Gray Whales Travel Through San Diegan Waters on Their Winter Migration
Surfers and sailors aren’t the only ones who enjoy San Diego’s offshore playground, even in the depths of winter. Every year the eastern Pacific population of gray whales travels in small groups down the North American coastline towards the warm lagoons of the Baja California peninsula. Their annual voyage is considered the longest migration of any mammal. San Diegans are lucky to be able to witness this incredible venture – many gray whales can be seen here from mid-December through January, and from February through April on the return journey north.
Gray whales typically span 49 feet in length and can weigh up to 40 tons. They can be recognized by distinctive light gray patterns on their dark gray skin. They also have a series of raised bumps on their backs, known as a dorsal ridge, rather than a dorsal fin. Gray whales live in two populations on either side of the Pacific – the western population is critically endangered with approximately 130 individuals, while the eastern population off the North American coastline has over 20,000 individuals. The eastern population spends much of the year in Alaskan waters in between migrations to Baja California.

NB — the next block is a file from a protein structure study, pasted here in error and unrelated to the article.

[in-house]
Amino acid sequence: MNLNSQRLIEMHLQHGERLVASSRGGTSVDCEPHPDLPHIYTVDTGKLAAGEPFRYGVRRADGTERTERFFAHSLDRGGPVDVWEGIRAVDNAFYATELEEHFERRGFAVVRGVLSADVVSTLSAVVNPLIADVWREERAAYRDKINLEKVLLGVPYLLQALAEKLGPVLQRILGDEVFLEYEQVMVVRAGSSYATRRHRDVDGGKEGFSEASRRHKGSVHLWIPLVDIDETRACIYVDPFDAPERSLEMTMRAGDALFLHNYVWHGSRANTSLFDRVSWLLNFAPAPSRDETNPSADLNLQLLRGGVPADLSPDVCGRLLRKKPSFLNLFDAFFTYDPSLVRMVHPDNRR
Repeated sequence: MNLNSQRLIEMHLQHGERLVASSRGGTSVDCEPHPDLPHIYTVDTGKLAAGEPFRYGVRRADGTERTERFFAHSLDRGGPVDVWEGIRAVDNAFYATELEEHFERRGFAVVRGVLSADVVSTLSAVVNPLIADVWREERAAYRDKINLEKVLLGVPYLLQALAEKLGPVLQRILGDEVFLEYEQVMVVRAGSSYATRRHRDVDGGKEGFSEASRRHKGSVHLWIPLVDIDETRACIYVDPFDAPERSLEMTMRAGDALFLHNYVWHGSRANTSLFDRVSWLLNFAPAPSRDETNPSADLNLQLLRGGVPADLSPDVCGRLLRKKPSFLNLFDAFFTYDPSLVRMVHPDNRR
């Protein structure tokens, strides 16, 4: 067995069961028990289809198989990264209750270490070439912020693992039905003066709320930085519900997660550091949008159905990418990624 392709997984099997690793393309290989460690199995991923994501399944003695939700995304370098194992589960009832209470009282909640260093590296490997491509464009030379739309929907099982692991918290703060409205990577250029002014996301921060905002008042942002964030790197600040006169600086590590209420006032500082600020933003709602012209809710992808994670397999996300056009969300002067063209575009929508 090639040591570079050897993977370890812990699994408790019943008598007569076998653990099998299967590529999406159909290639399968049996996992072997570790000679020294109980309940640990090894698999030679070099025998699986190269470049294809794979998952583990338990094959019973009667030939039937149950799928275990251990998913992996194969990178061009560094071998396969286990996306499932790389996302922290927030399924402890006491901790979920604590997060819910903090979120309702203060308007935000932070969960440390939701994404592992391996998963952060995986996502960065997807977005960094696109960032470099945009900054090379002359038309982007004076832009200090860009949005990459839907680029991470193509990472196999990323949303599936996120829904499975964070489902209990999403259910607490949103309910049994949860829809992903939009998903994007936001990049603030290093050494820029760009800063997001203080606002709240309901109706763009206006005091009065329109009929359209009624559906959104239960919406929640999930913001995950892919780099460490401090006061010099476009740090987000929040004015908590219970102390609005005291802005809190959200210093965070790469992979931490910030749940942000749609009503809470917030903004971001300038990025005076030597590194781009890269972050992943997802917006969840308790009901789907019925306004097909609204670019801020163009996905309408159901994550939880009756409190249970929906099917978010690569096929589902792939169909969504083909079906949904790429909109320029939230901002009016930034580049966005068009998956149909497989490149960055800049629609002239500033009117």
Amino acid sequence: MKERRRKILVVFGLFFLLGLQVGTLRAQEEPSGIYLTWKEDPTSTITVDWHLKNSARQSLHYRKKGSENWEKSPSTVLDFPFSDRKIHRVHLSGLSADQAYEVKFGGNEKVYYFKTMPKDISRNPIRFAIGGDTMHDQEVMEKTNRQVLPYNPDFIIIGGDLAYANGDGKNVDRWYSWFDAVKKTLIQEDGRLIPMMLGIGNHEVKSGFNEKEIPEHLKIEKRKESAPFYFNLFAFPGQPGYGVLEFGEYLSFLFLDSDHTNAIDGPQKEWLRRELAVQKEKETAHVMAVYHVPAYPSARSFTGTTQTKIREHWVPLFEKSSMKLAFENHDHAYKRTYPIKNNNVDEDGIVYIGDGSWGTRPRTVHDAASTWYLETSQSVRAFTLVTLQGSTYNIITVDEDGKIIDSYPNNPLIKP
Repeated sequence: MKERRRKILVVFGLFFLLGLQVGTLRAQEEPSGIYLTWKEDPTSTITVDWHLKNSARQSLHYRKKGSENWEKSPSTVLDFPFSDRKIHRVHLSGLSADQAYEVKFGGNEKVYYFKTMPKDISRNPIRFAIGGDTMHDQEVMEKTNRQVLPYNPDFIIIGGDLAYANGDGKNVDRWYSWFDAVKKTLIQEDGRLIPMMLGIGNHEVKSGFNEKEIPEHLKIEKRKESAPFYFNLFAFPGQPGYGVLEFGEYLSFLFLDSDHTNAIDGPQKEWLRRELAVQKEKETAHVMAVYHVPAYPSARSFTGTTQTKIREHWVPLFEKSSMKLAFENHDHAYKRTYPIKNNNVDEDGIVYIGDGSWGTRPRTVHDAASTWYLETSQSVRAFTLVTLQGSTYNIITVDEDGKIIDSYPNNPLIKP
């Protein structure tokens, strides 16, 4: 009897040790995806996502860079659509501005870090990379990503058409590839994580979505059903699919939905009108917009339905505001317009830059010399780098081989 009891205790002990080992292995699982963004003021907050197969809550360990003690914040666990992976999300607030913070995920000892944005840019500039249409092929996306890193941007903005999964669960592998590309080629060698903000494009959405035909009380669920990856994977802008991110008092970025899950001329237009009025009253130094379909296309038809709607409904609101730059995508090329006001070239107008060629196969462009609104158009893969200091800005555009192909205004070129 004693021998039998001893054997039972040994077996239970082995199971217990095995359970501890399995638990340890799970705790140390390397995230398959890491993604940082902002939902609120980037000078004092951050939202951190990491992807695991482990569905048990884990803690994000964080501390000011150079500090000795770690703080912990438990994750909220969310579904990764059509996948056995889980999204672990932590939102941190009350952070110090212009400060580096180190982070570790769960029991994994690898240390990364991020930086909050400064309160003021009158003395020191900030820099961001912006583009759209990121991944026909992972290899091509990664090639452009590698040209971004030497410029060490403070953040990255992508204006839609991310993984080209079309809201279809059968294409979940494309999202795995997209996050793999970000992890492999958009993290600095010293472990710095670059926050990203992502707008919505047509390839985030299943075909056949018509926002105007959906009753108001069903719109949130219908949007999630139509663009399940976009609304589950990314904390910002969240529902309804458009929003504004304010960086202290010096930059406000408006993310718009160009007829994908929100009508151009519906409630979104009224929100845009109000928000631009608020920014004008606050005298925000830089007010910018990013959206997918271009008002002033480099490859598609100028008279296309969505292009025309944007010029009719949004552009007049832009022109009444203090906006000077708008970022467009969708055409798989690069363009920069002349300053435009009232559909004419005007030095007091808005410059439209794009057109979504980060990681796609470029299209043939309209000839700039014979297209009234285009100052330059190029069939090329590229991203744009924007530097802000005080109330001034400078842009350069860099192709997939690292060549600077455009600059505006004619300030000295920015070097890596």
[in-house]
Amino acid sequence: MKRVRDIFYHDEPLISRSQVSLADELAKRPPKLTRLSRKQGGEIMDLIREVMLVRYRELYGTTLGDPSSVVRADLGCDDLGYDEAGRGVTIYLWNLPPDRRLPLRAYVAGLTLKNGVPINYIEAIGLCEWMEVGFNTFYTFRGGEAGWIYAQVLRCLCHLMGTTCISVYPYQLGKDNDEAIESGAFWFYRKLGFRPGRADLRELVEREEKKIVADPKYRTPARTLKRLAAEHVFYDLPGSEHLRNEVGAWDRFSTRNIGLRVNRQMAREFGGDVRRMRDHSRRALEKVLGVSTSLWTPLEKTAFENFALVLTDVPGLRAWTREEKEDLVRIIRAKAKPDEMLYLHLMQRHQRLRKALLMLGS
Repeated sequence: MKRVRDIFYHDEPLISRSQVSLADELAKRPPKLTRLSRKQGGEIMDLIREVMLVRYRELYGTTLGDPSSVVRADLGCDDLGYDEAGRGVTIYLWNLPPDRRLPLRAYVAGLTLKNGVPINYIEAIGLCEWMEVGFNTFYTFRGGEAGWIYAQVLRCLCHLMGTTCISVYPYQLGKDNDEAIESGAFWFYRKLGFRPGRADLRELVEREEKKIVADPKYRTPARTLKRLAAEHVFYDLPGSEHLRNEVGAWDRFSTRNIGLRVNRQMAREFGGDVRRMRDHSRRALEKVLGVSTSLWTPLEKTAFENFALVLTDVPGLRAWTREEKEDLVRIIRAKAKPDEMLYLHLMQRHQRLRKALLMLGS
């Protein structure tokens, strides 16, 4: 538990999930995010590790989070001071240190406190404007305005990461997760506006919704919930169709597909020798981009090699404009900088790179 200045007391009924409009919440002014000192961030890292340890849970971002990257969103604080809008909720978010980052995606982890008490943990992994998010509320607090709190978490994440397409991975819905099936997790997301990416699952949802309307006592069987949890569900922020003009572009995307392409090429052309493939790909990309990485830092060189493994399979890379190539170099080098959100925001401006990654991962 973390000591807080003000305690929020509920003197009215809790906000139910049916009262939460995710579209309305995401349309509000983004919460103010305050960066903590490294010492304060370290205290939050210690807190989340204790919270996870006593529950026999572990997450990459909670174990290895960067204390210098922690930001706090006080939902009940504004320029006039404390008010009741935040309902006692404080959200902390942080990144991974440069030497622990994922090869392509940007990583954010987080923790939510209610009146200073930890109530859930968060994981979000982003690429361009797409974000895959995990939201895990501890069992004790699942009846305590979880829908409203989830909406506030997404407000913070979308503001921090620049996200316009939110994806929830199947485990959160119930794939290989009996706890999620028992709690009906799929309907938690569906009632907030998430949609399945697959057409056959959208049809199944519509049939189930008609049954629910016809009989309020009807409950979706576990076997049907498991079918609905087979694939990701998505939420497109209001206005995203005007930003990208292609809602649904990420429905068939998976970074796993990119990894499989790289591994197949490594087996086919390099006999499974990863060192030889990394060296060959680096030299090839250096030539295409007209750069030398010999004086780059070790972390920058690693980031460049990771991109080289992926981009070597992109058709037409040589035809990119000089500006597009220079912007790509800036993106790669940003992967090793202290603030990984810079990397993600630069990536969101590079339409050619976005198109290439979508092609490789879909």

Want to see our giant visitors for yourself? There are plenty of ways to do so by land or sea.
If you’re watching from shore, try to schedule your viewing between mid-December and mid-February, when the whales travel closer to land. Great spots include the Birch Aquarium, Cabrillo National Monument, Scripps Park above La Jolla Cove, and Torrey Pines State Reserve. Gray whales dive for three to six minutes at a time before coming to the surface to breathe. They’ll blow three to five times before diving back down – when out watching, scan the water for spouts to find whales before pulling out the binoculars for a better view.
For a closer vantage point, there are quite a few options to get out on the water. Many whale watching cruises offer on-board guides who can tell you everything you want to know about the guests of honor, plus guaranteed sightings or you get a second trip free. If you’re looking for an even closer encounter, try a tour that takes you out on a smaller, faster vessel – or even a kayak tour that lets you paddle within 50 feet of the giant mammals.
Things to Bring on the Water
- Warm layers to wear
- Water-proof jacket
- Motion sickness medication
- Hat or visor – don’t let it blow away!